This is Rascal who was rescued from his Bywater home in September 2005 and taken to Lamar Dixon. From there he was sent to another emergency shelter in Monroe, LA run by UAN (United Animal Nations). From Monroe, Rascal and 80 or so other dogs were flown to eastern Pennsylvania on a flight chartered by the ABKA (American Boarding & Kennel Association, a branch of the AKC). This airlift was orchestrated by Bob Paine, the owner of Molly's Country Kennels, a boarding kennel and doggie day care center in Lansdale, PA. Bob just happened to be the president of the ABKA at the time.
When the flight landed in PA, the dogs went to Molly's, 44 miles away. Within a few days, most of the dogs were farmed out to 19 or so other boarding kennels/doggie day care centers in the suburban Philadelphia area as well as Maryland and Virginia.
Every piece of information that came with or on the dogs was entered into Petfinder records created by UAN staff and volunteers. Thankfully for those pets and their owners, these Petfinder records were created BEFORE the dogs left Monroe.
Most* all of the animals that were flown to PA by the ABKA/Molly's are OWNED by families in New Orleans. The Petfinder records include rabies tag numbers, rescue addresses, and owner's names if known.
For example, Rocket (who was finally released and sent home from Doylestown by Lynne Welsh last November) had his owner's name and address right there on his Petfinder record. So did Ragnar. Yet it took lawsuits filed on behalf of the owners of both of those dogs to get them returned.
This particular kennel got four Katrina dogs. In a local newspaper article in the fall of 2005, the owner of the kennel states: "Since their rescue, each dog has been given a clean bill of health, vaccinated and microchipped for identification. The four dogs have passed initial evaluations with flying colors."
Yet, despite this claim, one of the four dogs died from heart worm treatment; another one had heart worms so severe that the vet recommended he be euthanized, and Rascal tested weak heart worm positive and treated. The dog that was almost euthanized wasn't known to have heart worms for almost a year - until he was finally adopted in June 2006 and tested when his new owner took him to the vet.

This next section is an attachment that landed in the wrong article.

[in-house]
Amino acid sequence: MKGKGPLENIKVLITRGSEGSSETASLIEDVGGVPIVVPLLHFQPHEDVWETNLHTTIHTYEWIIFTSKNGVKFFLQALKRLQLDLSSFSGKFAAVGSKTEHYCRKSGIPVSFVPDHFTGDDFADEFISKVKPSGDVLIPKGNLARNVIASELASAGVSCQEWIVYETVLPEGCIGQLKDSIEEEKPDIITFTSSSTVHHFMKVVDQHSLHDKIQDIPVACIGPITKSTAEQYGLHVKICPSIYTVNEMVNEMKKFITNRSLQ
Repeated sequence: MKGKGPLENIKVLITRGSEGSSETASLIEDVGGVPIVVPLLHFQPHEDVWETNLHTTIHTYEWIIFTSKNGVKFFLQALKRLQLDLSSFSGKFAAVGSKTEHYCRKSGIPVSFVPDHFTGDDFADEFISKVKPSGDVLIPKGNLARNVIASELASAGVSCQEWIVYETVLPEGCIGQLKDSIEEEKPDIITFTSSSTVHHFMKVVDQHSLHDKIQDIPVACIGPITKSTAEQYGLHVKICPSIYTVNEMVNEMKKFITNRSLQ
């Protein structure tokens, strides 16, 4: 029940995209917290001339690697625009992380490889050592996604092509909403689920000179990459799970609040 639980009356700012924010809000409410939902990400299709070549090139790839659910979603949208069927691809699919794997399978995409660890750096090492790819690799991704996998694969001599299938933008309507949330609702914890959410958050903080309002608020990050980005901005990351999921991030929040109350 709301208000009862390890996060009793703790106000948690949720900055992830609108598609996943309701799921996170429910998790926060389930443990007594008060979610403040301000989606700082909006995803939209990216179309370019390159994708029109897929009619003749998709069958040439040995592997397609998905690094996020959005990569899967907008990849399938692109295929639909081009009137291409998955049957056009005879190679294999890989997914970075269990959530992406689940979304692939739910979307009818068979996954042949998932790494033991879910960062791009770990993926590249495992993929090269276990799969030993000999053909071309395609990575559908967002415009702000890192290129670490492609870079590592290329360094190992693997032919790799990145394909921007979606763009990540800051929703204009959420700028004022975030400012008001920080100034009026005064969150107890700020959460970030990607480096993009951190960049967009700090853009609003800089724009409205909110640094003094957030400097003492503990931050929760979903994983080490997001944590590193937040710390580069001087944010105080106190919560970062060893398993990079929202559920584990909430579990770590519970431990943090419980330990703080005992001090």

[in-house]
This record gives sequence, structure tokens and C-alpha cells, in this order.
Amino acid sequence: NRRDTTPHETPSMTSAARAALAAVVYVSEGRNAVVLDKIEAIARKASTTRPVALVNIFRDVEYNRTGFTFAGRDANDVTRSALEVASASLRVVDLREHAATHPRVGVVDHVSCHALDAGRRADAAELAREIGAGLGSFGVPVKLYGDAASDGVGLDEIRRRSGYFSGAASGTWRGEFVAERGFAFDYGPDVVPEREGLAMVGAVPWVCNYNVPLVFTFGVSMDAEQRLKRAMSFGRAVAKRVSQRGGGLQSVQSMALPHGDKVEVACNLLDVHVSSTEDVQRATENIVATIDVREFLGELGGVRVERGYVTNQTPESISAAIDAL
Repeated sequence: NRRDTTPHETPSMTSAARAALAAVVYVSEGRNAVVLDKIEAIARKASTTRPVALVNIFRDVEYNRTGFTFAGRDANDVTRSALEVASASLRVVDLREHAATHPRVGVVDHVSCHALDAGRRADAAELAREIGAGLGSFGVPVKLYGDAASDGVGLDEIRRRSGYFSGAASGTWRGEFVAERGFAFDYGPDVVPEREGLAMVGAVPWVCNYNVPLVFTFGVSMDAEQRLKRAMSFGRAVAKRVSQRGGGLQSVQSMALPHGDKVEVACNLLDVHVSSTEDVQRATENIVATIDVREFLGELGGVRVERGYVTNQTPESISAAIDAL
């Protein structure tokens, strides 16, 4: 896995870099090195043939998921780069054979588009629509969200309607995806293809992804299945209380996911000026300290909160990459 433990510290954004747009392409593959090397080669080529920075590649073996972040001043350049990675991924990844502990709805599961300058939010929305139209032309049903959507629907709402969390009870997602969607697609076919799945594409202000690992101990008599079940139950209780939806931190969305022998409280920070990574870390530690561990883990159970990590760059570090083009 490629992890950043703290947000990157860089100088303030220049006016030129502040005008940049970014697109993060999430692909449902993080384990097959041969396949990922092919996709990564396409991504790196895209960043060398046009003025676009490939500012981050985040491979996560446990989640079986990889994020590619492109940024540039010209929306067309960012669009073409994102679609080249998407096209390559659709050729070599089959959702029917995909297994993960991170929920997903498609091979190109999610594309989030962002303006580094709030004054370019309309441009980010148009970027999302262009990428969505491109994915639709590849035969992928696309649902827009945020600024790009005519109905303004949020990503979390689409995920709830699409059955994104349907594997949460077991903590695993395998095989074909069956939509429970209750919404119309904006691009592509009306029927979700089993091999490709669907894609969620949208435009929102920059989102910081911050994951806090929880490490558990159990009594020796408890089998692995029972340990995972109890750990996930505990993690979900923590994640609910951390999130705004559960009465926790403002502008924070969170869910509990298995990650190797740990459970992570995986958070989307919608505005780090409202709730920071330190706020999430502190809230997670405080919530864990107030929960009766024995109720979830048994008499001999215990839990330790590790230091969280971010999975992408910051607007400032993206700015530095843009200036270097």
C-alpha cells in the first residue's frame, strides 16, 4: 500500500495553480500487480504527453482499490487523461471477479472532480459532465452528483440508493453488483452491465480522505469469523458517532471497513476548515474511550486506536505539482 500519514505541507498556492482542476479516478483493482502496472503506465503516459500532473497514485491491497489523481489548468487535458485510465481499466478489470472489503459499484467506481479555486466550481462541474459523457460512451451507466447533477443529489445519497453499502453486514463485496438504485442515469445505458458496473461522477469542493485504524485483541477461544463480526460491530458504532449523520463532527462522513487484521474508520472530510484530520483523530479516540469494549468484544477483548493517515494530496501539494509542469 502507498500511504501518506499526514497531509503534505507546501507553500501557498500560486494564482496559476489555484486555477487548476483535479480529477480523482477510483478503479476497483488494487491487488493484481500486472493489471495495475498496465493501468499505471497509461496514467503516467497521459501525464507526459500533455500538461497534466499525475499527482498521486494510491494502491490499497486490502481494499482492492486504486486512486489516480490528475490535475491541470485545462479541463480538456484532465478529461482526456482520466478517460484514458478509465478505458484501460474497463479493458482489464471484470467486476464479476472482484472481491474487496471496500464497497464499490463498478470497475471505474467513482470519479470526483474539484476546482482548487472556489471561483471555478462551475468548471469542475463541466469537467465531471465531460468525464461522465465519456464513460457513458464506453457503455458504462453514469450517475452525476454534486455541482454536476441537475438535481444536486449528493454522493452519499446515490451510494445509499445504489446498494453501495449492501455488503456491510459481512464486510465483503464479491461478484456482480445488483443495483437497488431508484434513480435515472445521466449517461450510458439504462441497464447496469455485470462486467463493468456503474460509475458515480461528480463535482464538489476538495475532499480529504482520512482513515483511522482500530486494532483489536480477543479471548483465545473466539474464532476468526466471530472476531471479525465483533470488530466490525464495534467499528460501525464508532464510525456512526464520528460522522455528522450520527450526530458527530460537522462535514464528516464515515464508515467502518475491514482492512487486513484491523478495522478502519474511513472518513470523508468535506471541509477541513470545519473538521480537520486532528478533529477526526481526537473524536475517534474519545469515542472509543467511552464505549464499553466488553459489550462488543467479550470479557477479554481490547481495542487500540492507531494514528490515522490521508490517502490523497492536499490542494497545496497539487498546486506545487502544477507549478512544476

When I asked the owner of the kennel if Rascal has been on monthly heart worm preventative since he completed his treatment, she said "no, we don't have a problem with heart worm around here."
By some oversight, Rascal's 2005 Rabies tag and ID tag did not make it into his Petfinder record. BUT... the rabies tag number was on his paperwork (paperwork which I saw for the first time a few months ago, after lawsuit #3 was filed over another Molly's dog). All of the dogs were accompanied by paperwork or copies of their paperwork when transferred from Molly's to the other kennels. So even though no one else knew that Rascal had a current rabies tag - both of the PA kennels knew.
It took two phone calls, a post on a neighborhood forum and a few emails with a friend of Rascal's owner to make contact. His owner doesn't own a computer or have an email account so it was a few more weeks before I was able to send him photos to confirm it was his dog for sure.
And this dog who spent the past two years living in a kennel, mostly isolated and described as un-adoptable, is acting like "his old sweet friendly self" according to his very happy owner.
Oh, one more thing. The kennel never bothered to have him neutered in the two years they had him there.